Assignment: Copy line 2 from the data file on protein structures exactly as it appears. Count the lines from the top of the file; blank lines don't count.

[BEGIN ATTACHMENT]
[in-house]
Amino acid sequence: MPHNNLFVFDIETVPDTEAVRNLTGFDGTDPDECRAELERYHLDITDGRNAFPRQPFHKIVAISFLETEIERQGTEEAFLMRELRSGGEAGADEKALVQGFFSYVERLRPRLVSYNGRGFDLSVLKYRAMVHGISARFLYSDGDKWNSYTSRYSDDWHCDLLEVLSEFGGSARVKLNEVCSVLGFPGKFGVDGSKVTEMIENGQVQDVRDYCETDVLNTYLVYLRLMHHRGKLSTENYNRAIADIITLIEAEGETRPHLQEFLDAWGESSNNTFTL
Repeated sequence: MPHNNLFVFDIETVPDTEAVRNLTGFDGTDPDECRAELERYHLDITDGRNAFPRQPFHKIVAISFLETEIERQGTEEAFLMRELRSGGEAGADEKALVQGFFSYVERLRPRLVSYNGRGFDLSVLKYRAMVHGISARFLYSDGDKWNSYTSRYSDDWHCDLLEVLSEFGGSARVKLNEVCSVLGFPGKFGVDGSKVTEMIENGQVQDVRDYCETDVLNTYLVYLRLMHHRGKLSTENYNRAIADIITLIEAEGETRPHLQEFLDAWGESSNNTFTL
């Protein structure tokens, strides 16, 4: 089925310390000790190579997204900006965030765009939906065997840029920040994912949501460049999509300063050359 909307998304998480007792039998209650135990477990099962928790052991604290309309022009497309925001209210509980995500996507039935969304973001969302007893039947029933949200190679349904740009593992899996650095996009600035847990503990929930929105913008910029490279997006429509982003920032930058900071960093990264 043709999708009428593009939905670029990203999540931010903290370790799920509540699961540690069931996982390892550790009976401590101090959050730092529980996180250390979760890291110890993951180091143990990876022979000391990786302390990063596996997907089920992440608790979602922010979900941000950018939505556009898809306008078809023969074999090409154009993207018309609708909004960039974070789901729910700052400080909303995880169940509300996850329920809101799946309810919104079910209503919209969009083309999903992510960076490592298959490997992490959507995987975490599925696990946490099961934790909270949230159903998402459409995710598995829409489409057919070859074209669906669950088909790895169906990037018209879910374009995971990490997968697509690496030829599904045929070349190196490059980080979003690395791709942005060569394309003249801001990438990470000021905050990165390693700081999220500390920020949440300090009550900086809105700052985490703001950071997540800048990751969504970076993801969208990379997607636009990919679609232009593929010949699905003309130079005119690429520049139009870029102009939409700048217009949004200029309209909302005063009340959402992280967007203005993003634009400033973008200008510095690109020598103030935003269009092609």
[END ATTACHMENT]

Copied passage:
Amino acid sequence: MPHNNLFVFDIETVPDTEAVRNLTGFDGTDPDECRAELERYHLDITDGRNAFPRQPFHKIVAISFLETEIERQGTEEAFLMRELRSGGEAGADEKALVQGFFSYVERLRPRLVSYNGRGFDLSVLKYRAMVHGISARFLYSDGDKWNSYTSRYSDDWHCDLLEVLSEFGGSARVKLNEVCSVLGFPGKFGVDGSKVTEMIENGQVQDVRDYCETDVLNTYLVYLRLMHHRGKLSTENYNRAIADIITLIEAEGETRPHLQEFLDAWGESSNNTFTL